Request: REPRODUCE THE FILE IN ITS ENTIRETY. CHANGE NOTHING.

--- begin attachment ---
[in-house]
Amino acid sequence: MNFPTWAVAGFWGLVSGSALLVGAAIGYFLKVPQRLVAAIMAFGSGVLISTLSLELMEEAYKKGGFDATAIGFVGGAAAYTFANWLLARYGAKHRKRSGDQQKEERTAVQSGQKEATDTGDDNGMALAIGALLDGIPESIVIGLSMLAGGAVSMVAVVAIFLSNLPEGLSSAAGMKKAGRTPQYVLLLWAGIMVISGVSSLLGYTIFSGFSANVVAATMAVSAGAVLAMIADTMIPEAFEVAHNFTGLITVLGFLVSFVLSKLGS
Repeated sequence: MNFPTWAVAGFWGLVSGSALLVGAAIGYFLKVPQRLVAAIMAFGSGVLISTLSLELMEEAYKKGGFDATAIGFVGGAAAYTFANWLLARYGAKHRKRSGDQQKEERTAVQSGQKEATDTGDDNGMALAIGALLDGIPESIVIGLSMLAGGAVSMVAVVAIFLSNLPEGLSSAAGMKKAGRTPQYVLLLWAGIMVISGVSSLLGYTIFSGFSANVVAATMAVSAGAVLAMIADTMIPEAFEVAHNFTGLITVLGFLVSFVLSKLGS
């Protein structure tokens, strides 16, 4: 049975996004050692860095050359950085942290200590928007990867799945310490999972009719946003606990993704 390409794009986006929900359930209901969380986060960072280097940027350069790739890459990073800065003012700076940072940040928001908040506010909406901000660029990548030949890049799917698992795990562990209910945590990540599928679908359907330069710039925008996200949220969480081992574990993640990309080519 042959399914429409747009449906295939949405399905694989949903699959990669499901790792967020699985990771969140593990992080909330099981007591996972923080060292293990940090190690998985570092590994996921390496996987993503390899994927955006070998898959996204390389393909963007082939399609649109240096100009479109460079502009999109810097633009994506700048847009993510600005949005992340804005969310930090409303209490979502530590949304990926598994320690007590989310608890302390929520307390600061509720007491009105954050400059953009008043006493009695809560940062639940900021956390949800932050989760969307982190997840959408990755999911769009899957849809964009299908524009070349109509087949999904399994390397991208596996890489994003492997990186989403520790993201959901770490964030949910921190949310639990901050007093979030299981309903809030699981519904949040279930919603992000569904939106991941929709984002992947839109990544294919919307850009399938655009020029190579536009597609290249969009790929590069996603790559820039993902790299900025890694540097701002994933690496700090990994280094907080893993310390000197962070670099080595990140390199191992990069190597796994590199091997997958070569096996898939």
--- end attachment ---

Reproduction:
[in-house]
Amino acid sequence: MNFPTWAVAGFWGLVSGSALLVGAAIGYFLKVPQRLVAAIMAFGSGVLISTLSLELMEEAYKKGGFDATAIGFVGGAAAYTFANWLLARYGAKHRKRSGDQQKEERTAVQSGQKEATDTGDDNGMALAIGALLDGIPESIVIGLSMLAGGAVSMVAVVAIFLSNLPEGLSSAAGMKKAGRTPQYVLLLWAGIMVISGVSSLLGYTIFSGFSANVVAATMAVSAGAVLAMIADTMIPEAFEVAHNFTGLITVLGFLVSFVLSKLGS
Repeated sequence: MNFPTWAVAGFWGLVSGSALLVGAAIGYFLKVPQRLVAAIMAFGSGVLISTLSLELMEEAYKKGGFDATAIGFVGGAAAYTFANWLLARYGAKHRKRSGDQQKEERTAVQSGQKEATDTGDDNGMALAIGALLDGIPESIVIGLSMLAGGAVSMVAVVAIFLSNLPEGLSSAAGMKKAGRTPQYVLLLWAGIMVISGVSSLLGYTIFSGFSANVVAATMAVSAGAVLAMIADTMIPEAFEVAHNFTGLITVLGFLVSFVLSKLGS
């Protein structure tokens, strides 16, 4: 049975996004050692860095050359950085942290200590928007990867799945310490999972009719946003606990993704 390409794009986006929900359930209901969380986060960072280097940027350069790739890459990073800065003012700076940072940040928001908040506010909406901000660029990548030949890049799917698992795990562990209910945590990540599928679908359907330069710039925008996200949220969480081992574990993640990309080519 042959399914429409747009449906295939949405399905694989949903699959990669499901790792967020699985990771969140593990992080909330099981007591996972923080060292293990940090190690998985570092590994996921390496996987993503390899994927955006070998898959996204390389393909963007082939399609649109240096100009479109460079502009999109810097633009994506700048847009993510600005949005992340804005969310930090409303209490979502530590949304990926598994320690007590989310608890302390929520307390600061509720007491009105954050400059953009008043006493009695809560940062639940900021956390949800932050989760969307982190997840959408990755999911769009899957849809964009299908524009070349109509087949999904399994390397991208596996890489994003492997990186989403520790993201959901770490964030949910921190949310639990901050007093979030299981309903809030699981519904949040279930919603992000569904939106991941929709984002992947839109990544294919919307850009399938655009020029190579536009597609290249969009790929590069996603790559820039993902790299900025890694540097701002994933690496700090990994280094907080893993310390000197962070670099080595990140390199191992990069190597796994590199091997997958070569096996898939």